Amazing Stories from Camp
This summer at Etgar B’Ramah (Ramah Outdoor Adventure at Ramah in the Rockies) we didn’t have campers, we had chalutzim(pioneers). This spirit of building a new community and taking on challenges together has infused everything we do, such as working with teens to muck out petrified horse manure from a 120-year-old barn (and then had them beg to do more the next day)! I also witnessed chalutzim doggedly biking up hills and then immediately drop their bikes to cheer on their friends behind them.
One experience in particular stands out in my memory. It was a Friday, the last day of a whitewater rafting/mountain biking masa (excursion) for rising 8th graders that I was co-leading. We were biking back to camp and had thirteen miles left. It had been a long week, and we’d already biked about thirty miles, through heat and rain. Many of the chalutzim said that this was the hardest thing they’d ever done. They were all at different fitness levels, and there was one girl—let’s call her Sarah— who was often in the back of the pack. The thing was though, she was the only one who never stopped biking—never got off her bike and pushed it up a hill. As we went up a particularly steep climb together, I thought that this would surely be the one Sarah would walk –her breathing was getting more and more rapid, and each aching push of the pedals only propelled her a couple more wobbling feet up the hill. Halfway up we paused so she could catch her breath and I asked if she wanted to walk the rest of the way. But she simply shook her head, took some deep breaths and got back on the bike. As we started up again, we began to hear the cheers from everyone already at the crest. They started singing “Ozi, V’zimrat Yah,” a camp favorite, and Sarah just kept pedaling, inch by stubborn inch up the hill. I was close to tears.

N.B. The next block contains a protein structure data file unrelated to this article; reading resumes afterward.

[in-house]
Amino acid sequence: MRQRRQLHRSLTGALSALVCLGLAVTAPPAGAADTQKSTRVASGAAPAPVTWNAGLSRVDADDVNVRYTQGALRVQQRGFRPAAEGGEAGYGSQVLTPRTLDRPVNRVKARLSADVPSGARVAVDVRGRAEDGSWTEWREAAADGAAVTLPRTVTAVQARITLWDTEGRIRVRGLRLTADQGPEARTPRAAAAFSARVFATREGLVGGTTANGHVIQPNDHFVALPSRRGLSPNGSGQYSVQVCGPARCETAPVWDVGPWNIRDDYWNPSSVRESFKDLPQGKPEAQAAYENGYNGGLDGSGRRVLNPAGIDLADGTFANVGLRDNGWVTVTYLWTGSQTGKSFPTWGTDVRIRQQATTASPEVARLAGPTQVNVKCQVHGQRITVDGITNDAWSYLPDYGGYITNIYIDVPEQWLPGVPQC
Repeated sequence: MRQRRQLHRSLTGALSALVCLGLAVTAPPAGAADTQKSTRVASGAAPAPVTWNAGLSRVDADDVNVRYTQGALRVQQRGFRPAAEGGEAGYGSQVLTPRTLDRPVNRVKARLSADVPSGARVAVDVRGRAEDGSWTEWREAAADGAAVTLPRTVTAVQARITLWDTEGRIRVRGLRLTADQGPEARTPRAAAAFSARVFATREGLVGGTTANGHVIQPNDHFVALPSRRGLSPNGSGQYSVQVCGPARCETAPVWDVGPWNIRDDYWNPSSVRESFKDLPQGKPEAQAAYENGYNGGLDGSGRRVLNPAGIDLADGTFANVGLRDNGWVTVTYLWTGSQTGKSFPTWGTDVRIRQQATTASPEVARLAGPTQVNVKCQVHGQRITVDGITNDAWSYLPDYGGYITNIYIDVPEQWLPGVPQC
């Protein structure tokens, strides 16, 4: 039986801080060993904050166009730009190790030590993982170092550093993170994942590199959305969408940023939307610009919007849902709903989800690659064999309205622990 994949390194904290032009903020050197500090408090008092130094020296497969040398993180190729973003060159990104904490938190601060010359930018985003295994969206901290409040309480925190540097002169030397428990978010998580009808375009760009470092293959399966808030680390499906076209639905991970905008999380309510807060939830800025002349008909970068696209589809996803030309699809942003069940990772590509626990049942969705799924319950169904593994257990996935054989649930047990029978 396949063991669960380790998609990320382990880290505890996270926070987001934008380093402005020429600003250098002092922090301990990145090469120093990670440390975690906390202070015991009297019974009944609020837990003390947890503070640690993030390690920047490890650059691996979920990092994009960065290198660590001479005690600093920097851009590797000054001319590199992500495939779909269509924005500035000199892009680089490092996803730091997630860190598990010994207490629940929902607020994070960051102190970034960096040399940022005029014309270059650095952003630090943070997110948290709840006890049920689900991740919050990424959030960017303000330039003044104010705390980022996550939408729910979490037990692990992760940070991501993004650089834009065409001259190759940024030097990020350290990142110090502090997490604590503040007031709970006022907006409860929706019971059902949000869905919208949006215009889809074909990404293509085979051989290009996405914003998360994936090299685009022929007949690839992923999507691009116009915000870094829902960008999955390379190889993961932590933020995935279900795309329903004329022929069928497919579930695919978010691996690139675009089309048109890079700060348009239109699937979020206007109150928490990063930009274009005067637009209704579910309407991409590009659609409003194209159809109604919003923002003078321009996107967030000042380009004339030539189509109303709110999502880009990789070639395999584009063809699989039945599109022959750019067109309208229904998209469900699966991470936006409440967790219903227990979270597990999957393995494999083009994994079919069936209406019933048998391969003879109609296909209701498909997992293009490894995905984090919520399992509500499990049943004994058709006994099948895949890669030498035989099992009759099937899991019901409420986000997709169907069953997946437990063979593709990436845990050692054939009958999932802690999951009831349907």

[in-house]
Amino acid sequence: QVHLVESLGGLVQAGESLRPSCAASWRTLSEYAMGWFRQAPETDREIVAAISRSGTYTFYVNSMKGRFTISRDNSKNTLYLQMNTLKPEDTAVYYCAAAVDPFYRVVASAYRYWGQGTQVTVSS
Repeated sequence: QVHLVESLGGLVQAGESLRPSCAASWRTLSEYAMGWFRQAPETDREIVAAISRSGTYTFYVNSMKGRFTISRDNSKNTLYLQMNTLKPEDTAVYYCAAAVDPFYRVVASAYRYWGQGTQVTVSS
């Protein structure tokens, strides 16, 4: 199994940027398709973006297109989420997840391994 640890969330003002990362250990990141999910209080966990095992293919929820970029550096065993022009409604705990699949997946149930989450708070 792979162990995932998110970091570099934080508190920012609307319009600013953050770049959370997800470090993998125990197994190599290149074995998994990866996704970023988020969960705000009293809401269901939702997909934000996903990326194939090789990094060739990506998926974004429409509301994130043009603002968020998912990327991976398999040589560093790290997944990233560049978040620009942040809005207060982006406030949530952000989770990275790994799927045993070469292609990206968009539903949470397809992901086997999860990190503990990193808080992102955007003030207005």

If this had simply been about someone pushing through pain, I don’t think I would have been so moved. I’m not a football coach—I don’t believe in the cleansing power of pain or anything like that. I think challenge just for the sake of difficulty is pointless. There has to be some end result—in this case, the friendship of Sarah’s friends that helped propel her up the hill, and something internal to Sarah; some sense of new capabilities and an inner strength she didn’t know she had. This, I feel, is the power of Etgar B’Ramah. We provide the usual (and wonderful) opportunities to form close friendships that all camps offer. But we supplement them with discussions that encourage kids to think a little more deeply, and difficult physical and emotional challenges that can lead to a greater sense of self-worth.
…I know that I can always look back on this summer as a time I helped start something new and exciting. I know that that I can come back years from now and see a garden whose soil I helped enrich, and talk to staff members I had as campers. I guess I too have felt the power of being a chalutz.”